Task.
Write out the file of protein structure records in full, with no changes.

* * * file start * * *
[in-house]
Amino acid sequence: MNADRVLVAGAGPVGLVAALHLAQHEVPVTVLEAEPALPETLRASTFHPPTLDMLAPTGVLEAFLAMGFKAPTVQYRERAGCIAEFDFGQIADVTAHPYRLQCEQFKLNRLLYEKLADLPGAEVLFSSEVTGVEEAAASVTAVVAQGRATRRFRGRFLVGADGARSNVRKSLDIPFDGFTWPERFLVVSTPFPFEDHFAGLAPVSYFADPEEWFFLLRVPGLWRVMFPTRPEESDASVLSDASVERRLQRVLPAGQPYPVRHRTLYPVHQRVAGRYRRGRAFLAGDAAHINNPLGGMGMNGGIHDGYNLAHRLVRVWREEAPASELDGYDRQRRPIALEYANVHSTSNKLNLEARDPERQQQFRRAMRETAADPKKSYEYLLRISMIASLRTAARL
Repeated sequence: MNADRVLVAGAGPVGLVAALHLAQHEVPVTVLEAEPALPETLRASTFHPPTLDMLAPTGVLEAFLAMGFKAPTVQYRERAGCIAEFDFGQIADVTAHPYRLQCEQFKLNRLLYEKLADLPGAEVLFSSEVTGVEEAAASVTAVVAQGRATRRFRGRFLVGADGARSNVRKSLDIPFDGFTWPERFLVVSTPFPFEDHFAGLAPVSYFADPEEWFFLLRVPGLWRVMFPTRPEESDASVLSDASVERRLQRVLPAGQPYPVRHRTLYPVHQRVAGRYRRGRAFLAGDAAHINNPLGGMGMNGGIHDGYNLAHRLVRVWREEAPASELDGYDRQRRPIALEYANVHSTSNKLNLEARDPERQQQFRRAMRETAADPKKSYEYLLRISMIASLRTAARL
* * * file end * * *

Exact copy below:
[in-house]
Amino acid sequence: MNADRVLVAGAGPVGLVAALHLAQHEVPVTVLEAEPALPETLRASTFHPPTLDMLAPTGVLEAFLAMGFKAPTVQYRERAGCIAEFDFGQIADVTAHPYRLQCEQFKLNRLLYEKLADLPGAEVLFSSEVTGVEEAAASVTAVVAQGRATRRFRGRFLVGADGARSNVRKSLDIPFDGFTWPERFLVVSTPFPFEDHFAGLAPVSYFADPEEWFFLLRVPGLWRVMFPTRPEESDASVLSDASVERRLQRVLPAGQPYPVRHRTLYPVHQRVAGRYRRGRAFLAGDAAHINNPLGGMGMNGGIHDGYNLAHRLVRVWREEAPASELDGYDRQRRPIALEYANVHSTSNKLNLEARDPERQQQFRRAMRETAADPKKSYEYLLRISMIASLRTAARL
Repeated sequence: MNADRVLVAGAGPVGLVAALHLAQHEVPVTVLEAEPALPETLRASTFHPPTLDMLAPTGVLEAFLAMGFKAPTVQYRERAGCIAEFDFGQIADVTAHPYRLQCEQFKLNRLLYEKLADLPGAEVLFSSEVTGVEEAAASVTAVVAQGRATRRFRGRFLVGADGARSNVRKSLDIPFDGFTWPERFLVVSTPFPFEDHFAGLAPVSYFADPEEWFFLLRVPGLWRVMFPTRPEESDASVLSDASVERRLQRVLPAGQPYPVRHRTLYPVHQRVAGRYRRGRAFLAGDAAHINNPLGGMGMNGGIHDGYNLAHRLVRVWREEAPASELDGYDRQRRPIALEYANVHSTSNKLNLEARDPERQQQFRRAMRETAADPKKSYEYLLRISMIASLRTAARL